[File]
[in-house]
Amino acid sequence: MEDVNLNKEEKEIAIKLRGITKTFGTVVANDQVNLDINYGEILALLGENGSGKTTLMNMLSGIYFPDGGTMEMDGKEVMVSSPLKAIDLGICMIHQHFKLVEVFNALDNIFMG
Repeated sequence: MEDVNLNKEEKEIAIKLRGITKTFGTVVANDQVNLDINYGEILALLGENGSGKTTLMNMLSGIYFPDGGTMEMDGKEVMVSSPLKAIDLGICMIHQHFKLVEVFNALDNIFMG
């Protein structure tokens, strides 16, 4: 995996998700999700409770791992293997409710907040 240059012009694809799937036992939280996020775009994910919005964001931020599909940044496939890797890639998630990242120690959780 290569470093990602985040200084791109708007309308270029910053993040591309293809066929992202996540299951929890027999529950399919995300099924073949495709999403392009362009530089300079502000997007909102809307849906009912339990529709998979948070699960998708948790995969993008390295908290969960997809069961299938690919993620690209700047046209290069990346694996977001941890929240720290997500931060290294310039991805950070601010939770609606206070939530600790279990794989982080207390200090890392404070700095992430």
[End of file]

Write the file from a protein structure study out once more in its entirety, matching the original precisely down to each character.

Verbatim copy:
[in-house]
Amino acid sequence: MEDVNLNKEEKEIAIKLRGITKTFGTVVANDQVNLDINYGEILALLGENGSGKTTLMNMLSGIYFPDGGTMEMDGKEVMVSSPLKAIDLGICMIHQHFKLVEVFNALDNIFMG
Repeated sequence: MEDVNLNKEEKEIAIKLRGITKTFGTVVANDQVNLDINYGEILALLGENGSGKTTLMNMLSGIYFPDGGTMEMDGKEVMVSSPLKAIDLGICMIHQHFKLVEVFNALDNIFMG
């Protein structure tokens, strides 16, 4: 995996998700999700409770791992293997409710907040 240059012009694809799937036992939280996020775009994910919005964001931020599909940044496939890797890639998630990242120690959780 290569470093990602985040200084791109708007309308270029910053993040591309293809066929992202996540299951929890027999529950399919995300099924073949495709999403392009362009530089300079502000997007909102809307849906009912339990529709998979948070699960998708948790995969993008390295908290969960997809069961299938690919993620690209700047046209290069990346694996977001941890929240720290997500931060290294310039991805950070601010939770609606206070939530600790279990794989982080207390200090890392404070700095992430």